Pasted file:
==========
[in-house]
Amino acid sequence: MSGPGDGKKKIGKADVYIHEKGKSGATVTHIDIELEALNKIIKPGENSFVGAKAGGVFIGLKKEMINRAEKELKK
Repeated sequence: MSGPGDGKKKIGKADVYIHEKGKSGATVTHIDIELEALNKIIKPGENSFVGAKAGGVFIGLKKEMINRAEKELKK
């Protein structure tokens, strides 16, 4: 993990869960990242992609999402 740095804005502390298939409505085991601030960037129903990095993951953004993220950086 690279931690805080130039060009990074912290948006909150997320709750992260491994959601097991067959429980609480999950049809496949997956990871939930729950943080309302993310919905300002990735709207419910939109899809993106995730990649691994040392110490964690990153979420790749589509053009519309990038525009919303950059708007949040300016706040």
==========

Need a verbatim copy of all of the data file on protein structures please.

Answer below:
[in-house]
Amino acid sequence: MSGPGDGKKKIGKADVYIHEKGKSGATVTHIDIELEALNKIIKPGENSFVGAKAGGVFIGLKKEMINRAEKELKK
Repeated sequence: MSGPGDGKKKIGKADVYIHEKGKSGATVTHIDIELEALNKIIKPGENSFVGAKAGGVFIGLKKEMINRAEKELKK
């Protein structure tokens, strides 16, 4: 993990869960990242992609999402 740095804005502390298939409505085991601030960037129903990095993951953004993220950086 690279931690805080130039060009990074912290948006909150997320709750992260491994959601097991067959429980609480999950049809496949997956990871939930729950943080309302993310919905300002990735709207419910939109899809993106995730990649691994040392110490964690990153979420790749589509053009519309990038525009919303950059708007949040300016706040």